Energy Secretary Steven Chu acknowledged there is a risk the Hanford vitrification plant might not be operating as scheduled in 2019, under questioning Thursday by Sen. Maria Cantwell, D-Wash.
But he said he had confidence DOE had the best possible management team in place to oversee work on the plant.
Chu testified before the Senate Energy and Natural Resources Committee on the Obama administration's budget request for the Department of Energy in fiscal 2013, which reduces vitrification plant funding to $690 million.
That's the amount in the original budget plan for the $12.2 billion plant, which called for steady funding for the plant over a decade. But a revised spending plan called for more money to be moved to earlier years to address technical issues and to help with peak construction years.
"That funding profile is not in the cards anymore because of our budgets," Chu said. "So because of that, we know that there is a risk that could slip (the) schedule."
The new funding plan had called for $970 million for the vitrification plant in fiscal 2013, which is $280 million more than the administration's budget request. It also is down $50 million from spending in the current year.
However, the budget request would increase spending at the Hanford tank farms by $40 million, primarily to prepare to feed the tank farm waste to the vitrification plant once it starts operating.
The tank farms store in underground tanks 56 million gallons of radioactive waste left from the past production of weapons plutonium. Much of the waste is planned to be turned into a stable glass form at the vitrification plant.
"We are also having to prioritize and make sure that the waste tank farms are cared for as well," Chu said. "It's a tough decision and as you well know we take these responsibilities very seriously."
Chu also briefly discussed technical issues at the vitrification plant, implying that those also are potentially affecting the plant's schedule. DOE has acknowledged it would be prudent to do more comprehensive testing of vit plant mixing issues and that is being done, he said.
Questions have been raised about whether high-level waste will remain adequately mixed in the plant to prevent the possibility of a criticality or build up of high-level radioactive waste. Once the plant begins operating, it will be too radioactively hot to fix structural issues, Cantwell said.
DOE needs the right oversight to address technical issues raised by whistleblowers, she said.
DOE has its A-team in place to direct oversight of contractors, Chu said.
Dale Knutson, DOE's project director, is "a truly outstanding project manager" with a long track record, he said. Chu also praised Scott Samuelson, manager of the DOE Office of River Protection at Hanford, researchers working on the project and Dave Huezinga, who is performing the duties of assistant secretary as senior advisor for the DOE Office of Environmental Management.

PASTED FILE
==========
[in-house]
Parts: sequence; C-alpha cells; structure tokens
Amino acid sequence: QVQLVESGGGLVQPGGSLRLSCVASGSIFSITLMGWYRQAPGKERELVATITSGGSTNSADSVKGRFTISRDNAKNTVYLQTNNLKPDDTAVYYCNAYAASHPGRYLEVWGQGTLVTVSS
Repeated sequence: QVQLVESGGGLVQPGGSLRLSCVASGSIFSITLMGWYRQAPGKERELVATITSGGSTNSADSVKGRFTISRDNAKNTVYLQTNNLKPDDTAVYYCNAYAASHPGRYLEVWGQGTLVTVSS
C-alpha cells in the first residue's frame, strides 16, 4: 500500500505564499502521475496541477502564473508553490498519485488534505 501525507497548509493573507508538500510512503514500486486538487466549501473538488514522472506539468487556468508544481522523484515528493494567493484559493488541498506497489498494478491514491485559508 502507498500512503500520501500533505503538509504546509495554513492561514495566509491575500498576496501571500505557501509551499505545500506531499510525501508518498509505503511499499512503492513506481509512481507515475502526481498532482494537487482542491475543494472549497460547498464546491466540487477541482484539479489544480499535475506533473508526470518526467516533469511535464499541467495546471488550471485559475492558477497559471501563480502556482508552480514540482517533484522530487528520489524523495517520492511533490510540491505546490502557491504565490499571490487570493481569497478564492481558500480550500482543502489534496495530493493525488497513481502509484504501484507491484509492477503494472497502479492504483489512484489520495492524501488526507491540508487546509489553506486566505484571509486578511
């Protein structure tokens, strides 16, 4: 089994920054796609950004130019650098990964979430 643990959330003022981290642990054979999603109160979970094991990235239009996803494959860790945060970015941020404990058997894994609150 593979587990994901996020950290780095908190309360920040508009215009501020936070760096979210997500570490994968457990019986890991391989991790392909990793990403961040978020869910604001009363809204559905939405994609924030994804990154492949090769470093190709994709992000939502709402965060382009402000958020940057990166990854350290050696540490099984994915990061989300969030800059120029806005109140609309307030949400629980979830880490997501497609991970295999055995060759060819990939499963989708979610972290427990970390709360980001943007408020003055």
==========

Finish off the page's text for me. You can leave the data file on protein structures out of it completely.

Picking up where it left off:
"Because of the importance of this project, a lot of these discussions go right into my office," Chu said. "I've spoken to the CEO of the head contractor, Bechtel -- Riley Bechtel -- probably now four times in my office on making sure that he too has an A-team as the contractor. And from my discussions with the people on the ground, they say that Bechtel also has been doing their job in trying to get the right people there."
Cantwell also asked for more information on whether the Waste Isolation Pilot Plant in New Mexico might be a possible place for disposal of Hanford's vitrified and other high-level waste. The waste was planned to go to Yucca Mountain, Nev., before the Obama administration shut down work to develop the repository.
Defense high-level radioactive waste and used commercial nuclear fuel were planned to go to Yucca Mountain.
It would be prudent to treat defense and commercial fuel waste differently, Chu said. If the New Mexico repository, which accepts Hanford debris contaminated with plutonium, is considered for high-level radioactive waste, studies would need to be done to make sure it's safe, he said.
The repository is an example of the United States' ability to develop repositories that have the acceptance of local people, he said. It's good for the local and state economy, he said.
Cantwell also asked Chu to follow up with her on progress to shift some unneeded Hanford land to Tri-City-area agencies to develop energy parks and create jobs to replace some of those lost at Hanford as environmental cleanup advances.